Ryan: We’d do these “plunge tours” where we’d rent a U-Haul and personally drop them off in LA and post all the content on our IG.
It seemed like we were this huge company but in reality, we had 4 employees in a 3,000 sq. foot space with no manager; 1 guy was doing both customer service and sales, 2 guys built the tubs, and 1 guy did the shipping.
Did you ever have an “oh shit” moment where you thought it wouldn’t work?
Michael: I went on a 10-day silent meditation and left Ryan to run the company. In retrospect, this sounds pretty shitty. Sorry Ryan! Things felt like they had smoothed out a bit, but it was still a skeleton crew and everything hit the fan during those 10 days.
Ryan: All good Mike. But yeah, it was a shit show.
We had 1 guy doing both customer service and sales and he gave out his personal phone number. People were hitting him up about their unit not working and he had a total breakdown.
He just walked out one day and went radio silent.
I couldn’t get into the customer service email account and our bank account started to get low. I wanted to take out a loan from Shopify but Mike was the admin.
I called my buddy Jon and asked if he could “come down to Plunge.” Jon showed up thinking I wanted to cold plunge, but I explained to him that we needed him to answer the phones and hold down the fort.
Jon was hired that day and has been a huge part of the team. He grew our inside sales team and now heads business development.
Can you break down the keys to this business model for us? What makes it work? And What do outsiders typically not understand about your industry?
Michael: The key to our early success is that we had product market fit and a huge white space. No one was at our $5k price point and we were all over social media.
Ryan: The key to us scaling was being DTC, so we get full margin from the customer up front and we’ve typically had a lead time of 8 weeks, so our customers' orders funded the business’ growth.
We have finally got the lead time down, which is much better for our customers, our cancellation rate, and our internal team, but is much tougher on cash flow.
Michael: Our Google and FB ads got over 10x immediately. I hired a guy from Upwork in Portugal early on to run our Google ads. He had been doing it for over a decade and said had never seen anything like our 10X ROAS. We still rock over 7x ROAS on our paid media and 9x ROAS overall.
What platform/tools are absolutely crucial for your business?
Michael: Shopify was indispensable. Everyone knows this now, but they handle everything: payment processing, web hosting, drag and drop web dev, analytics, etc. I made the website myself for the first year plus. Early on, we even took out one of their loans; with 1-click we borrowed hundreds of thousands of dollars. Incredible.
What have been the most influential books, podcasts, or other resources?
Resources: Hampton, Intro the app, Investment Bankers, Ayahuasca, EOS, Landmark Education
Michael: I’ll share about one that’s a bit controversial; Landmark Education. It’s a seminar for personal growth. Some people think it’s a cult, but it’s not.
You are in a room all day Friday through Sunday with 100 strangers talking about your life, so it’s a bit weird. Among other things, you learn the limiting stories you told yourself when you were young and that it’s all made up so you can create whatever possibility you want for your life.
It had a huge impact on my mind and gave me the confidence to create things in the world.
I introduced it to Ryan about a year after we met. He took to it and shared it with his whole family.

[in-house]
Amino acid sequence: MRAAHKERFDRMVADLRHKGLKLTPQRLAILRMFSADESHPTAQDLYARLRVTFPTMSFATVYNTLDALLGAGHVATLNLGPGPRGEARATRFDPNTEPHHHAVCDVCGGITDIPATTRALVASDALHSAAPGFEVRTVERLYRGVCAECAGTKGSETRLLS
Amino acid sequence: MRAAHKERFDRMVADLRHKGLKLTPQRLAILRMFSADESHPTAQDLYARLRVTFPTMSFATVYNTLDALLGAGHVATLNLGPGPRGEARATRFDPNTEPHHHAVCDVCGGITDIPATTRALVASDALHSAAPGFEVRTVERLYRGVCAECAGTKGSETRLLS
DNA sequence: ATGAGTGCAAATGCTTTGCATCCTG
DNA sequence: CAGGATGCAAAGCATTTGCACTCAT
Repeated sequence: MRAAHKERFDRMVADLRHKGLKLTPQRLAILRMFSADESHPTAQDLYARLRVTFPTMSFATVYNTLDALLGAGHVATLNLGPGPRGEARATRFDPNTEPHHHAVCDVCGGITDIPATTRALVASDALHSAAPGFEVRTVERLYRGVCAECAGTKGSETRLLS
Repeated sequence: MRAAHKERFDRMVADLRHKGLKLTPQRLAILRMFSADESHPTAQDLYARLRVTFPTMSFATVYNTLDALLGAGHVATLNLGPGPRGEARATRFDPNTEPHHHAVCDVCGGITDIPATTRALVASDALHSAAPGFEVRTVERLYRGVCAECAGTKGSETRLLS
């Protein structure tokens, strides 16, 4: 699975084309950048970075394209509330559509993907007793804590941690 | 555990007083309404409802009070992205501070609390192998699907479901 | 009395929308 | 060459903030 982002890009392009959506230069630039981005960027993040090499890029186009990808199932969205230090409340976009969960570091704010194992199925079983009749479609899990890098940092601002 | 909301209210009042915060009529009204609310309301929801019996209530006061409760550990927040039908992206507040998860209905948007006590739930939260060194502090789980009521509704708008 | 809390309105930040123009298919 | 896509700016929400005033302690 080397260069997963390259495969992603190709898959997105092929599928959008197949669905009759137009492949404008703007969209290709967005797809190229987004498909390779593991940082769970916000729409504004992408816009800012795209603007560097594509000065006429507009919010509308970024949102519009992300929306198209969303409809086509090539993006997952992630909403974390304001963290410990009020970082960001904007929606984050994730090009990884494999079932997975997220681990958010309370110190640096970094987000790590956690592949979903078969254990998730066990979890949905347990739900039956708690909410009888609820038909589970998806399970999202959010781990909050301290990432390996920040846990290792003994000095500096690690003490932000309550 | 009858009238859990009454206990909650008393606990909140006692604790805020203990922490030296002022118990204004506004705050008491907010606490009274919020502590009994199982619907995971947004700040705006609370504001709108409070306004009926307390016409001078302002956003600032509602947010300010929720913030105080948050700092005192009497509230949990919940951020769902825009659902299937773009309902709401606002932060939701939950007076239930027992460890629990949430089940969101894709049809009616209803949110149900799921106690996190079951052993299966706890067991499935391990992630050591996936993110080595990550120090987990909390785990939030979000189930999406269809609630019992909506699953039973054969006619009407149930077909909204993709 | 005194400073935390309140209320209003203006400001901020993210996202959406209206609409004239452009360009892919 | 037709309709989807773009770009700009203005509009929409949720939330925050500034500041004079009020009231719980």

It’s a shared language and operating system we have that keeps us from getting caught in stories and keeps us connected to what we’re committed to. It’s very helpful for anyone trying to understand their mind and relate to reality in a powerful way.
We still pay for anyone in the company that wants to go through it.
Where do you see untapped opportunity in the market? What business do you wish someone else would build that would make your job easier?
Ryan: The positive impact on your health when you cold plunge & sauna is insane. There is good research out there showing 5x in norepinephrine, dopamine, and endorphins, but it would be amazing if you could see biomarkers in real-time in an app like you can with blood sugar. I think the data would be mind-blowing and convince the mainstream to get into it.
What are some strong opinions you have about leadership, and how do you actually put those into practice in your company?
Michael: We’ve had friends get in early and run departments, but we’ve grown so fast that the growth of the business has exceeded the learning curve.
It’s a typical story. We’ve been successful at hiring VPs to manage them, and framed it in a way where they see them as a mentor.
Successfully framing it that way for them has allowed them to grow instead of feeling like they have failed or are being demoted.
Ryan: I like to lead with encouragement. I’m a carrot as opposed to a stick guy, meaning I am big on highlighting and congratulating people when they succeed and aligning incentives for everyone involved.
We have a company value of “ All Boats Rise.” It has a number of meanings behind it but one of the big ones is, I really care about seeing those who join the team leave the team better than when they started. Both personally and professionally.
We’re also super big in delegation and allowing people to own their wins and losses.
Where can we go to learn more?
Personally, I find being the CEO of a startup to be downright exhilarating. But, as I'm sure you well know, it can also be a bit lonely and stressful at times, too.
Because, let's be honest, if you're the kind of person with the guts to actually launch and run a startup, then you can bet everyone will always be asking you a thousand questions, expecting you to have all the right answers -- all the time.
And that's okay! Navigating this kind of pressure is the job.
But what about all the difficult questions that you have as you reach each new level of growth and success? For tax questions, you have an accountant. For legal, your attorney. And for tech. your dev team.
This is where Hampton comes in.
Hampton's a private and highly vetted network for high-growth founders and CEOs.